EGEC Reaction to the European Parliament plenary vote on the first half of the Clean Energy Package
Brussels, 17th January 2018 – The European Parliament proved ambitious and consistent with the objectives of the Paris agreement while voting on the Renewable Energy Directive, the Energy Efficiency Directive and the Governance Regulation this Wednesday.
The vote sets high-reaching renewable energy and energy efficiency targets to 2030, accompanied by a sound governance framework to guarantee they are achieved, enabling the EU to stay in line with its climate and energy objectives and supporting the deployment of geothermal energy.
“Trialogue must now align to the highest bidder, the Parliament, if the EU is ever to be World leader on renewables” commented Philippe Dumas, EGEC Secretary General.
The text adopted by the EU Parliament proposes a strong framework that provides the necessary investment certainty and security for investors in renewable energy projects. This is a key provision to allow a robust, innovative and competitive European geothermal industry. It may eventually lead to the development of an industrial strategy in which the versatile geothermal sector contributes to the just energy transition, also in consideration of Europe’s latest actions in this sense such as the Platform for Coal Regions in transition. However, “These positive messages to investors, consistent across Commission, Council and Parliament, must now be acted upon. The upcoming review of the State Aid Guidelines on energy and environment and those on Innovation must be aligned with the texts of the Clean Energy Package,” noted Philippe Dumas.
The European Parliament also built on the European Commission’s proposal for the decarbonization of the heating and cooling sector, setting ambitious objectives for the mainstreaming of renewable technologies. The adopted text however fails to set a binding measure, barely compensating with a reporting obligation.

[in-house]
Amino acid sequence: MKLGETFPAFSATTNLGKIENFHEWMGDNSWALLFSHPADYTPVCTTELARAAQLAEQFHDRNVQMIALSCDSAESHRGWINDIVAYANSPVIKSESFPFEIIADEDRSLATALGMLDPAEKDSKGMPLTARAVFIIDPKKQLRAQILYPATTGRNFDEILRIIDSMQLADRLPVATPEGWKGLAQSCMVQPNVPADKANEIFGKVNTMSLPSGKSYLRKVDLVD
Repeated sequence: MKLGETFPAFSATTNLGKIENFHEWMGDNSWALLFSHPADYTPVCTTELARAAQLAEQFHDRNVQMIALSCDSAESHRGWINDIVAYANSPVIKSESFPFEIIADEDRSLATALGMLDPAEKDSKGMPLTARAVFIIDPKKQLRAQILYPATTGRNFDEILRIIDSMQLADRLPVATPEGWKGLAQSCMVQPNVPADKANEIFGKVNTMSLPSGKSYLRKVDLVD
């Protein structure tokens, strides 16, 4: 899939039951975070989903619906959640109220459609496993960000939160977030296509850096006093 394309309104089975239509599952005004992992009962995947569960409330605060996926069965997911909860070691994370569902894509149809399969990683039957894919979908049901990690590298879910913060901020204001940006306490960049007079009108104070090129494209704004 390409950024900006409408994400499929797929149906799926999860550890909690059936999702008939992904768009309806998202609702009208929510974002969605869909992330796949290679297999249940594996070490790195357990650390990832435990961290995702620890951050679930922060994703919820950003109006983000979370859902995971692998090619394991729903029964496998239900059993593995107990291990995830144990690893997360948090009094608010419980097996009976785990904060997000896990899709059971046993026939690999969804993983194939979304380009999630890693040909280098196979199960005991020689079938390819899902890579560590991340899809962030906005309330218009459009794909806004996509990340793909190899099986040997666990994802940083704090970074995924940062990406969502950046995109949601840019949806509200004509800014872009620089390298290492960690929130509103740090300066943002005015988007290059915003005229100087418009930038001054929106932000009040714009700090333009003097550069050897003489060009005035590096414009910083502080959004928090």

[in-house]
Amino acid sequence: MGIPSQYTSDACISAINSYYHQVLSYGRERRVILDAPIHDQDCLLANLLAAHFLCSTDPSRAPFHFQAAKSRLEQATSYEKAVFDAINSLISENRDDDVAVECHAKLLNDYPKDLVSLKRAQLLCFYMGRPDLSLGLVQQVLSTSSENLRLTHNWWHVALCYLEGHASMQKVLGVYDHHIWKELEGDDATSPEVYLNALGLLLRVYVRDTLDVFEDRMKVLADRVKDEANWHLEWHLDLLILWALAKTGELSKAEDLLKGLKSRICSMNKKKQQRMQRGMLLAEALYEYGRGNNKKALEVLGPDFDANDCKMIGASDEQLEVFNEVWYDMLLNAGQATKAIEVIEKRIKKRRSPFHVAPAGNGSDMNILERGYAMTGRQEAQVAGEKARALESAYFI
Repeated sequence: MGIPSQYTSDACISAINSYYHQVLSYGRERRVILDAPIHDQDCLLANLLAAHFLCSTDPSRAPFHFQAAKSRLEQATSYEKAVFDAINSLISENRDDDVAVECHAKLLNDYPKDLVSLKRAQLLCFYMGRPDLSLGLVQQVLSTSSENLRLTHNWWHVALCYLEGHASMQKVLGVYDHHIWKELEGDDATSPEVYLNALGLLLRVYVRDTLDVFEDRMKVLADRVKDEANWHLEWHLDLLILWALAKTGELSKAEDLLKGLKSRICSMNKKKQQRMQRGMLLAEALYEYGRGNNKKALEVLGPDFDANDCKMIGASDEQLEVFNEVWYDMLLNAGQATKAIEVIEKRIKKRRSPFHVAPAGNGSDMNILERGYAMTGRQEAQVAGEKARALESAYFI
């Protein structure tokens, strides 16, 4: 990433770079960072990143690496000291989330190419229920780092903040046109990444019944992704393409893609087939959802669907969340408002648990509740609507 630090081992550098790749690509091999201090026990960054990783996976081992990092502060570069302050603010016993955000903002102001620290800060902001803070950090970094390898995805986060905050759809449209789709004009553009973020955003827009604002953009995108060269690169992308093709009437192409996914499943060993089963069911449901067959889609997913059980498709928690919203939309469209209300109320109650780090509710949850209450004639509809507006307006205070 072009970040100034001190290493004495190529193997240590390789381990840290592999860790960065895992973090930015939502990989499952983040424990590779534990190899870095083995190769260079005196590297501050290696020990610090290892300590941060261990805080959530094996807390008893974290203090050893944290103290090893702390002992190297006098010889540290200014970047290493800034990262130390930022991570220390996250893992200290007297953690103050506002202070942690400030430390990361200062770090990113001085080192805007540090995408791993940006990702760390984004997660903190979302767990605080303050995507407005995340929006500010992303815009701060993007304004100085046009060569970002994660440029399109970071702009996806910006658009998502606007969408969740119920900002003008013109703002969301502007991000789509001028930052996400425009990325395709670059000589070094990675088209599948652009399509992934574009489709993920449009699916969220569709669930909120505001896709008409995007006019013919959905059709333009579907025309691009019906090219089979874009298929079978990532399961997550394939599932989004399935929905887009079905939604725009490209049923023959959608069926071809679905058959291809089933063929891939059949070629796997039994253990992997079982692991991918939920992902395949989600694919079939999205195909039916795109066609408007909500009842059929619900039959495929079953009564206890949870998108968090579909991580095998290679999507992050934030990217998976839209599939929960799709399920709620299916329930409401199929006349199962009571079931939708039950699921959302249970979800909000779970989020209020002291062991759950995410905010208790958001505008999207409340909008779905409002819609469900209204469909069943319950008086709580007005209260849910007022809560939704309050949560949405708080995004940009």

“The European Parliament sets the cursor on the right place for renewables in heating and cooling, but the guardrails are fickle. The rapporteur will have to make sure this is not weakened when negotiating with Council and Commission,” underlined EGEC’s Secretary General.
Although they differ on the ambition level displayed, the European Council and the European Parliament both do recognize geothermal energy’s essential role in the European energy transition. Provisions supporting geothermal technologies as a solution for the decarbonization of the heating and cooling sector, in district heating, services or industry uses, or as the most efficient type of heat pumps, are in line with the needs of the sector.
European regulations must however also endorse the role of geothermal and other flexible renewable sources in stabilising and decarbonising the electricity system.
“The Electricity Market Design must reflect the Renewable Directive’s acknowledgement of differences between renewable energy sources and technology. This means setting the relevant framework for the deployment of flexible renewable generation, such as geothermal electricity, which provides extensive system benefits” concluded Philippe Dumas.